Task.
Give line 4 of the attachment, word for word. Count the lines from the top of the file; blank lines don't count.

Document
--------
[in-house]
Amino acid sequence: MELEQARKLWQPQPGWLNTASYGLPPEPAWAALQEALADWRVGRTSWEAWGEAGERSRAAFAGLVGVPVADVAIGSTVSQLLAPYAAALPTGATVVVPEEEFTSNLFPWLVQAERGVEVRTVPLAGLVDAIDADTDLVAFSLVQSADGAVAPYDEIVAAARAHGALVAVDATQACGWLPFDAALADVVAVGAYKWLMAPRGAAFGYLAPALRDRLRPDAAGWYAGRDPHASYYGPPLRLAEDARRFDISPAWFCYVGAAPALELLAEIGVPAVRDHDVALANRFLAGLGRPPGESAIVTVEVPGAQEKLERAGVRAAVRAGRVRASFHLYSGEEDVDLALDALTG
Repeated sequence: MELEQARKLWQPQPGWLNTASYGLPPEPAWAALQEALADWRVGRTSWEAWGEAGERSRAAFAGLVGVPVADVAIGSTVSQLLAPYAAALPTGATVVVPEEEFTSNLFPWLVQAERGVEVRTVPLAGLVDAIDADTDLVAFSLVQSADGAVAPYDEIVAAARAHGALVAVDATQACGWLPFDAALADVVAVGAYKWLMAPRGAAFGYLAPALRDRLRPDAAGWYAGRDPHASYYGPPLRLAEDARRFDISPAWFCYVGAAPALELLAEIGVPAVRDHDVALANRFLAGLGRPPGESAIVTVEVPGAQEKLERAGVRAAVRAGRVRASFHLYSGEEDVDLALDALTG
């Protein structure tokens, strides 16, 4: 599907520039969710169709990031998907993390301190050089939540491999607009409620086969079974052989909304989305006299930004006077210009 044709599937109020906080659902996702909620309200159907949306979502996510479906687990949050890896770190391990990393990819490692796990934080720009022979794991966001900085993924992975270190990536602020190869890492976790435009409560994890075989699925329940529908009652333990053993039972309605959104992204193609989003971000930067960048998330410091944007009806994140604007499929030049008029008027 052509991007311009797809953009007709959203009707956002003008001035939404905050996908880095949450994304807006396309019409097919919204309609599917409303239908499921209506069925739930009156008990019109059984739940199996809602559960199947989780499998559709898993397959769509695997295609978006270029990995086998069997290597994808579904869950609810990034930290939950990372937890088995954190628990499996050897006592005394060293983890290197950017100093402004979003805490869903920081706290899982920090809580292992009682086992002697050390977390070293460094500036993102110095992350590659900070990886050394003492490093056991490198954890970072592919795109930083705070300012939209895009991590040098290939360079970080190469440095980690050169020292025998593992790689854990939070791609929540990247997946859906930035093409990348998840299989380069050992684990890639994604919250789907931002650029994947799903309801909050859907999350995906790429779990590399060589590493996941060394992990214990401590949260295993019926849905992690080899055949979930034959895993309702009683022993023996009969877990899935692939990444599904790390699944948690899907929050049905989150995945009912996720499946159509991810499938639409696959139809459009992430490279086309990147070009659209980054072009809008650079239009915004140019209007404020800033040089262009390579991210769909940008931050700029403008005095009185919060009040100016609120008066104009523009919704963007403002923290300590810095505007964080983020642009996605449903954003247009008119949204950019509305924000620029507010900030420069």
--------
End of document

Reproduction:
């Protein structure tokens, strides 16, 4: 599907520039969710169709990031998907993390301190050089939540491999607009409620086969079974052989909304989305006299930004006077210009 044709599937109020906080659902996702909620309200159907949306979502996510479906687990949050890896770190391990990393990819490692796990934080720009022979794991966001900085993924992975270190990536602020190869890492976790435009409560994890075989699925329940529908009652333990053993039972309605959104992204193609989003971000930067960048998330410091944007009806994140604007499929030049008029008027 052509991007311009797809953009007709959203009707956002003008001035939404905050996908880095949450994304807006396309019409097919919204309609599917409303239908499921209506069925739930009156008990019109059984739940199996809602559960199947989780499998559709898993397959769509695997295609978006270029990995086998069997290597994808579904869950609810990034930290939950990372937890088995954190628990499996050897006592005394060293983890290197950017100093402004979003805490869903920081706290899982920090809580292992009682086992002697050390977390070293460094500036993102110095992350590659900070990886050394003492490093056991490198954890970072592919795109930083705070300012939209895009991590040098290939360079970080190469440095980690050169020292025998593992790689854990939070791609929540990247997946859906930035093409990348998840299989380069050992684990890639994604919250789907931002650029994947799903309801909050859907999350995906790429779990590399060589590493996941060394992990214990401590949260295993019926849905992690080899055949979930034959895993309702009683022993023996009969877990899935692939990444599904790390699944948690899907929050049905989150995945009912996720499946159509991810499938639409696959139809459009992430490279086309990147070009659209980054072009809008650079239009915004140019209007404020800033040089262009390579991210769909940008931050700029403008005095009185919060009040100016609120008066104009523009919704963007403002923290300590810095505007964080983020642009996605449903954003247009008119949204950019509305924000620029507010900030420069």